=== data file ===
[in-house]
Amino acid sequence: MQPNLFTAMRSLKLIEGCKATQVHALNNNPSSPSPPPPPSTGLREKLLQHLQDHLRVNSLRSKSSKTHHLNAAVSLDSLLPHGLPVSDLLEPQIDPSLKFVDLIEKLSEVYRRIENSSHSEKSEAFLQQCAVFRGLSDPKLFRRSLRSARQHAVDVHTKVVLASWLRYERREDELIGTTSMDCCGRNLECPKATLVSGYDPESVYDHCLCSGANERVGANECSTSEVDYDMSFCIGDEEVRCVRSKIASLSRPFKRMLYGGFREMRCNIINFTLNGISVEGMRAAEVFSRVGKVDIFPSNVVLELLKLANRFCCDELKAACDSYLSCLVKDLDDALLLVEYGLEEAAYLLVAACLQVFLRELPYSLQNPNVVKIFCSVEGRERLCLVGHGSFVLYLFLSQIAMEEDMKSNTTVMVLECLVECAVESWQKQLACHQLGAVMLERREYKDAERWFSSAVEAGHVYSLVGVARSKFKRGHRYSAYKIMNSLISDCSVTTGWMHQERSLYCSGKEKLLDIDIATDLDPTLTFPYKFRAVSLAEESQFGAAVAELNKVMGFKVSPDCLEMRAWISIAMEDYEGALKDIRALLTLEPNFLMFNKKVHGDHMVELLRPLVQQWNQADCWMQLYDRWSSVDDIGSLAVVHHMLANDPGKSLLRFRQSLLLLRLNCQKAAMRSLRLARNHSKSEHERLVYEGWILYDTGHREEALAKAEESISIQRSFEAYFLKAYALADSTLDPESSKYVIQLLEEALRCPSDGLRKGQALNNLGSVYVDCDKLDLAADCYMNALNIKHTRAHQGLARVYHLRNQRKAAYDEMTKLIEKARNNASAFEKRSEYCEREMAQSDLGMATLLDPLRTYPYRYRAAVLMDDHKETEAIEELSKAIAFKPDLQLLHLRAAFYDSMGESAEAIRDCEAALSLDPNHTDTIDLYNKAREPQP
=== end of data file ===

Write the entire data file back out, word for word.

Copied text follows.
[in-house]
Amino acid sequence: MQPNLFTAMRSLKLIEGCKATQVHALNNNPSSPSPPPPPSTGLREKLLQHLQDHLRVNSLRSKSSKTHHLNAAVSLDSLLPHGLPVSDLLEPQIDPSLKFVDLIEKLSEVYRRIENSSHSEKSEAFLQQCAVFRGLSDPKLFRRSLRSARQHAVDVHTKVVLASWLRYERREDELIGTTSMDCCGRNLECPKATLVSGYDPESVYDHCLCSGANERVGANECSTSEVDYDMSFCIGDEEVRCVRSKIASLSRPFKRMLYGGFREMRCNIINFTLNGISVEGMRAAEVFSRVGKVDIFPSNVVLELLKLANRFCCDELKAACDSYLSCLVKDLDDALLLVEYGLEEAAYLLVAACLQVFLRELPYSLQNPNVVKIFCSVEGRERLCLVGHGSFVLYLFLSQIAMEEDMKSNTTVMVLECLVECAVESWQKQLACHQLGAVMLERREYKDAERWFSSAVEAGHVYSLVGVARSKFKRGHRYSAYKIMNSLISDCSVTTGWMHQERSLYCSGKEKLLDIDIATDLDPTLTFPYKFRAVSLAEESQFGAAVAELNKVMGFKVSPDCLEMRAWISIAMEDYEGALKDIRALLTLEPNFLMFNKKVHGDHMVELLRPLVQQWNQADCWMQLYDRWSSVDDIGSLAVVHHMLANDPGKSLLRFRQSLLLLRLNCQKAAMRSLRLARNHSKSEHERLVYEGWILYDTGHREEALAKAEESISIQRSFEAYFLKAYALADSTLDPESSKYVIQLLEEALRCPSDGLRKGQALNNLGSVYVDCDKLDLAADCYMNALNIKHTRAHQGLARVYHLRNQRKAAYDEMTKLIEKARNNASAFEKRSEYCEREMAQSDLGMATLLDPLRTYPYRYRAAVLMDDHKETEAIEELSKAIAFKPDLQLLHLRAAFYDSMGESAEAIRDCEAALSLDPNHTDTIDLYNKAREPQP